It's difficult to know, in an Internet debate, when it's okay to pull out the Hitler card. As a general rule, I like to say, "Never, ever, ever". It's usually childish, impetuous and a sign that you have no real arguments to go by.

But then I read that the Italian government has decided to fingerprint gypsies on the grounds that they are responsible for so much of the crime wave in Italy.

I don't think I'm really pulling out the Hitler card if the Italian government is pulling it out themselves. I mean, seriously now, they're going to fingerprint, round up and deport people from a certain ethnic group while blaming that ethnic group for the country's economic problems. Of course, first they're going to ask to see papers. This very ethnic group is even one of the groups that the Nazis went after.

Do these people even read history? How stupid are they?

Will they be rounding up the gypsies for deportation on trains? Will they get to wear any symbol of any kind to indicate which gypsies can stay and which must go? Will there be any fenced-in areas to contain the deportable gypsies while they wait for the trains?

All the while, they'll be ignoring the actual crime problems in their country because the Prime Minister of the country owns almost all of the print media. (Think about it, who does more crime in Italy? Gypsies or the mafia?)

The word I'm searching for is, "Creepy".

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Wednesday, July 02, 2008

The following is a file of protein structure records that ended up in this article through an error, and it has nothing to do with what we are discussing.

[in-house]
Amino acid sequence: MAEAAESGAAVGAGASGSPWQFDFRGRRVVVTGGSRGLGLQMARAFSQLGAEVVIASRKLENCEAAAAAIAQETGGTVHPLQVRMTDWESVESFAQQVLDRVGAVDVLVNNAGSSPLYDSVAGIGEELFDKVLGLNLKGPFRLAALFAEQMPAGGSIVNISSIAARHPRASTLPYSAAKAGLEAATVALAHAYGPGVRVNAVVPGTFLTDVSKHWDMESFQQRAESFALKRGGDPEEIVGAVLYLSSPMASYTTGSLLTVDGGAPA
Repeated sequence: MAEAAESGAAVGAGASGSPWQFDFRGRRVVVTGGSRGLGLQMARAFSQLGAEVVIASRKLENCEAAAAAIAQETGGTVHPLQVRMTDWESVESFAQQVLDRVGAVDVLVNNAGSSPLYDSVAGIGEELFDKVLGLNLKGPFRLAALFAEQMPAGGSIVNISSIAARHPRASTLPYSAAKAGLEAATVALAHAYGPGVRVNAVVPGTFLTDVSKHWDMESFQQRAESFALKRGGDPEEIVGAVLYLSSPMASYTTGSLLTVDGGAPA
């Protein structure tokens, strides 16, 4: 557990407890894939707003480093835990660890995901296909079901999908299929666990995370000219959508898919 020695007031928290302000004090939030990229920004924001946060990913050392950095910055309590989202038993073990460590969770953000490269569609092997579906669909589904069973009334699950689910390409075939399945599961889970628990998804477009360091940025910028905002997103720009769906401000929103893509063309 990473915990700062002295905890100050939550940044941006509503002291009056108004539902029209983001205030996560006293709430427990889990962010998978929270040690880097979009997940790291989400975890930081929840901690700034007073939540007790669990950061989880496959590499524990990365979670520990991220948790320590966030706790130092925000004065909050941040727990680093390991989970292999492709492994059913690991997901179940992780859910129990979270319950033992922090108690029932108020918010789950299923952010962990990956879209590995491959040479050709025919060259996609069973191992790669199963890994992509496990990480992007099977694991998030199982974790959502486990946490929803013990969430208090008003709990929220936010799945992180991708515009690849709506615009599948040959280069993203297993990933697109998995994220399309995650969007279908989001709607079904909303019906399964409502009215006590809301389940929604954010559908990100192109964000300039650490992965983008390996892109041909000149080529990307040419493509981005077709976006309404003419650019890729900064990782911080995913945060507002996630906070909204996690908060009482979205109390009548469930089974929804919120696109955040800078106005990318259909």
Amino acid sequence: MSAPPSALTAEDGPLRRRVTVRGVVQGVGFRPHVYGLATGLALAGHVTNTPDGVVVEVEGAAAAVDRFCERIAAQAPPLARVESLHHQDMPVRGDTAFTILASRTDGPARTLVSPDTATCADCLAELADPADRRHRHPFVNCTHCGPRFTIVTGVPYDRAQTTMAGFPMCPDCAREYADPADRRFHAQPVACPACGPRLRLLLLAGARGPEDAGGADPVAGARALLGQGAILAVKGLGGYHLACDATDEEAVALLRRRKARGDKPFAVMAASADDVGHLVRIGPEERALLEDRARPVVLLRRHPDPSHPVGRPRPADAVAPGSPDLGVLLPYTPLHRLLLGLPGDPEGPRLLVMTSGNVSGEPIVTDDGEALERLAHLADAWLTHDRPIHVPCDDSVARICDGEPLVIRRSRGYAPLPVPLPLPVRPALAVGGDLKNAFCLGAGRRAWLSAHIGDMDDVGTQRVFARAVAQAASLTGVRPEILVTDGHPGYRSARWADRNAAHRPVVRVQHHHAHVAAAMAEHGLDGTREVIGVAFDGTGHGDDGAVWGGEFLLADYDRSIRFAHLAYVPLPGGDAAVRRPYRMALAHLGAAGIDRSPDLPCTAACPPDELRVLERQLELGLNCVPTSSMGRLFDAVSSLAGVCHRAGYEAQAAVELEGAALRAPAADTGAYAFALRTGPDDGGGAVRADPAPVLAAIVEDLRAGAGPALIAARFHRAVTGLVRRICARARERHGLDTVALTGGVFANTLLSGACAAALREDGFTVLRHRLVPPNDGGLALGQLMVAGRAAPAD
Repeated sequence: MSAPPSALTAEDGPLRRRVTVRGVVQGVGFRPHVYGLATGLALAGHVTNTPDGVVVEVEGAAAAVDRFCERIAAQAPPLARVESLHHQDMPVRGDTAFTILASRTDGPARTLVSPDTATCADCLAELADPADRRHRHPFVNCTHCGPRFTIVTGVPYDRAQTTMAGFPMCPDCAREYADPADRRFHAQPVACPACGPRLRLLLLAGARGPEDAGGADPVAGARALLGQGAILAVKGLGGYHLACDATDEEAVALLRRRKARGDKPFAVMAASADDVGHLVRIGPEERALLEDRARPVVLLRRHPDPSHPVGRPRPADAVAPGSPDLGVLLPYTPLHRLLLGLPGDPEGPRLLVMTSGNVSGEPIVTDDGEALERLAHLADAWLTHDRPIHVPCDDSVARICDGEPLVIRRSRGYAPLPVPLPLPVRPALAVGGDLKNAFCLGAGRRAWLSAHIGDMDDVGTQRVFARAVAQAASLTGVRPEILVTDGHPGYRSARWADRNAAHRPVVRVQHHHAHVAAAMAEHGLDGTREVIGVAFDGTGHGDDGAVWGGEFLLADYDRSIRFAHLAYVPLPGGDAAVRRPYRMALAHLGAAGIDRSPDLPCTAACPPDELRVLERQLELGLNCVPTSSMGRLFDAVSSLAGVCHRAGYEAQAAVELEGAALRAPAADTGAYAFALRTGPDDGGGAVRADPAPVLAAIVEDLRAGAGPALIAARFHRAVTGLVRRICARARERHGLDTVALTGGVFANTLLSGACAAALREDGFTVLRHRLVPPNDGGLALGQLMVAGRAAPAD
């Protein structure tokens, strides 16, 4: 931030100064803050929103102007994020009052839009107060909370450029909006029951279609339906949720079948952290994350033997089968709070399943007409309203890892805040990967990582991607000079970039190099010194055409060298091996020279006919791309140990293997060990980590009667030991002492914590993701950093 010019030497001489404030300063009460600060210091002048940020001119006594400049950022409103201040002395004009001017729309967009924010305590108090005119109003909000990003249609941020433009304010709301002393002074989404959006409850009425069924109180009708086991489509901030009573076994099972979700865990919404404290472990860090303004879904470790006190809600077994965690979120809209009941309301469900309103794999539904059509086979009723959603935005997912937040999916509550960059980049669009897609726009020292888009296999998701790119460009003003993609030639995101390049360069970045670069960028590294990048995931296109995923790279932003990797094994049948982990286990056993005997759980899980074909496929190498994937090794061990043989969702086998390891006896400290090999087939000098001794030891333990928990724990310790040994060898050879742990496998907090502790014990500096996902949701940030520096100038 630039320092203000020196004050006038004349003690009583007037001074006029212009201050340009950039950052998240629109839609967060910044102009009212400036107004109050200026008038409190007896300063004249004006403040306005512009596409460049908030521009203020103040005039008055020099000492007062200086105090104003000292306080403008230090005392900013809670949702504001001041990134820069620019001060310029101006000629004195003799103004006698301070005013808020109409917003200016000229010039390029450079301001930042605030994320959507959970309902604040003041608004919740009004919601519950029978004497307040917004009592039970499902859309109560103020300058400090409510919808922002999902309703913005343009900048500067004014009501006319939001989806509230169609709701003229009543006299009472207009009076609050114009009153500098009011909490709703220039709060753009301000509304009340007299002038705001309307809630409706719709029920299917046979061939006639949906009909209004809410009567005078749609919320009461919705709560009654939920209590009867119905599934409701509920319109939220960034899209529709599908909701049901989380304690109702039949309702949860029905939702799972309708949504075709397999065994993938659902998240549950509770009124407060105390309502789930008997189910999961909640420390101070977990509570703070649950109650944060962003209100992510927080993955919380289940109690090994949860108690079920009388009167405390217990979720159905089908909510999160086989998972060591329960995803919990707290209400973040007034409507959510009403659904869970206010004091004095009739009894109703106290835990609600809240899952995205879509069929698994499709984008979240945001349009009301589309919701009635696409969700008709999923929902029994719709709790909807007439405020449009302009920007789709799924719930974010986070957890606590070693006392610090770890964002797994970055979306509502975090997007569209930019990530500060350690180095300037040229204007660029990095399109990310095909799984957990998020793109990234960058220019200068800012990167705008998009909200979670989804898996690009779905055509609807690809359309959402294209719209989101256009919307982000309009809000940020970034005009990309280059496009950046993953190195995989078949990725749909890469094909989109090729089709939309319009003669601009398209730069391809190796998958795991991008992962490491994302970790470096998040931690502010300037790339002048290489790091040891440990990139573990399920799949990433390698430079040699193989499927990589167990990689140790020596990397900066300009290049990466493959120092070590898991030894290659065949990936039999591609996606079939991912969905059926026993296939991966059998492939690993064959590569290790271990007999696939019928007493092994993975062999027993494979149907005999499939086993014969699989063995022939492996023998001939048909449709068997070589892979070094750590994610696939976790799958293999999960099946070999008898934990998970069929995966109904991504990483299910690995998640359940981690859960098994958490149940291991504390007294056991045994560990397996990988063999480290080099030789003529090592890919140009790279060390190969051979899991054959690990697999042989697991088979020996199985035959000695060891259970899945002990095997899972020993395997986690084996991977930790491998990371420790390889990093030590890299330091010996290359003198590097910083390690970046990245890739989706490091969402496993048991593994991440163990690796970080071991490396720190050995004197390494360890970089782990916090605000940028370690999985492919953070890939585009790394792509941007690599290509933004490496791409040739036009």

Morgentaler and the Hypocrites

Why is it that the right wing people can get away with being so hypocritical on the matter of abortion?

In every other matter, the state is apparently not allowed to interfere in your actions in any way. If the government makes you belt your kids in, wear a motorcycle helmet, pay extra taxes on cigarettes, then it's immorally imposing on you. If they illegalize trans fats, it's a sign of communism. If they require an employer to stop discriminating against people who look different, it's evil secularism.

But, oh, wait! If it's a woman who wants control of her own body - if it's a woman who wants to decide whether to continue a pregnancy that was started involuntarily - then we need to lock up her uterus. Then we need to call the thing in her womb a person, give it rights and protect it with all of our energy.

Yes, people have the right to do whatever they want ... except for pregnant women.

And if a man receives the Order of Canada for protecting a woman's right to control her own body, he should be vilified. In fact, the award and the entire nation are shamed by his receipt of the award. Other people are just in denial.